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Tokyo stocks fell further in generally lackluster trading on Friday, amid persistent fears over the spread of the new coronavirus.

The 225-issue Nikkei average of the Tokyo Stock Exchange shed 73.94 points, or 0.32 percent, to end at 22,696.42 after losing 175.14 points Thursday.

The Topix index of all TSE first section issues gave up 5.21 points, or 0.33 percent, to close at 1,573.85, following a 10.45-point fall the previous day.

Despite starting higher, supported by buying on dips for semiconductor-related issues, the Tokyo market fell to the minus side later in the morning, pressured by selling instigated by a fall in U.S. stocks Thursday amid recurring concerns over the coronavirus situation in the world.

Succumbing to profit-taking pressure, the market remained in negative territory in the afternoon amid a dearth of fresh trading incentives.

Investors were also disheartened by Tokyo Gov. Yuriko Koike’s remarks that the number of novel coronavirus infection cases in the capital Friday was expected to be at a level similar to that of the day before, brokers said. Koike revealed later that the daily count stood at a record 293, eclipsing the previous high marked Thursday.

“The market fluctuated in directionless trading (throughout the majority of the day) before April-June earnings releases by Japanese companies later in the month,” Tomoaki Fujii, head of the investment research division at Akatsuki Securities Inc., said.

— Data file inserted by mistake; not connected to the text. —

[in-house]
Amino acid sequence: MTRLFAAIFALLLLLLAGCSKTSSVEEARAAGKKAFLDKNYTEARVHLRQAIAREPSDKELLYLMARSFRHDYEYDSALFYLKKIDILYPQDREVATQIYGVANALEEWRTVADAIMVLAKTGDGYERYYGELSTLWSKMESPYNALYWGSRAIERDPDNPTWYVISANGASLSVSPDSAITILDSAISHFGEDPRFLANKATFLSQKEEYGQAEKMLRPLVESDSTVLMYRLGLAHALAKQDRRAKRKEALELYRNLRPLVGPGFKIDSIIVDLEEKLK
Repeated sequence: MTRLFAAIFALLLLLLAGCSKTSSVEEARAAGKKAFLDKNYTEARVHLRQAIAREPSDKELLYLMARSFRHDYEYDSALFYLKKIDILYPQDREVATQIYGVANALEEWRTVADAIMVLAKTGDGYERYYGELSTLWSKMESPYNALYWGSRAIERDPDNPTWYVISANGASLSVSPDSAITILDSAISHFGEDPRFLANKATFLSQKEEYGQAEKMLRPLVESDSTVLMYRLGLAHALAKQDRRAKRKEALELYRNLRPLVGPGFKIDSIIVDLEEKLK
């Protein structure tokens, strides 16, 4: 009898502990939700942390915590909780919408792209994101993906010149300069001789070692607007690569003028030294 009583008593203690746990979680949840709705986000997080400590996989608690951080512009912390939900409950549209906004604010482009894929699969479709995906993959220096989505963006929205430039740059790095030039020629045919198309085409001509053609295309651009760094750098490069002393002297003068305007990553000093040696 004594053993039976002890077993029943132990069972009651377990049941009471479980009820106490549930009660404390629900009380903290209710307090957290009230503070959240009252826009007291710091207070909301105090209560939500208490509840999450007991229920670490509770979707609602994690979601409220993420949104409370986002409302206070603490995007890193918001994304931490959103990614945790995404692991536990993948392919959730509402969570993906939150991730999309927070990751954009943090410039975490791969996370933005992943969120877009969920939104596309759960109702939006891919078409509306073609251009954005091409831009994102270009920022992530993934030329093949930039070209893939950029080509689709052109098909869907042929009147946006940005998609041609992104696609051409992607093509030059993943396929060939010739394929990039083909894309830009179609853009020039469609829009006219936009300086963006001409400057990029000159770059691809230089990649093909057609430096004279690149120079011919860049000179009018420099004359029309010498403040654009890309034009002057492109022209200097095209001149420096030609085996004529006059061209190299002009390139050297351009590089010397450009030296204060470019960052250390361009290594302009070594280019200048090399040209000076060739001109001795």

“Although stock price levels rose this week on the back of expectations for the development of a coronavirus vaccine, hopes for an economic recovery (in Japan) receded due to a spike in virus cases,” an official at a midsized securities firm said.

Falling issues outnumbered rising ones 1,272 to 827 in the TSE’s first section, while 72 issues were unchanged. Volume plunged to 999 million shares from Thursday’s 1.475 billion shares.

Airlines ANA Holdings Inc. and Japan Airlines Co. tumbled 3.64 percent and 2.34 percent, respectively, reflecting the government’s decision to exclude trips to and from Tokyo from its Go To Travel domestic tourism promotion campaign.

Apparel store operator Adastria Co. plummeted 5.67 percent, after announcing that it expects to suffer a group net loss and an operating loss for the year until February 2021.

Among other major losers were clothing store chain Fast Retailing Co. and industrial robot producer Fanuc Corp.

On the other hand, drug store chain operator Cosmos Pharmaceutical Corp. rose 1.03 percent, thanks to Mizuho Securities Co.’s upward revision of its target stock price for the company.

Semiconductor test device maker Advantest Corp. and food producer Meiji Holdings Co. also went up.

In index futures trading on the Osaka Exchange, the key September contract on the Nikkei average fell 90 points to end at 22,670.

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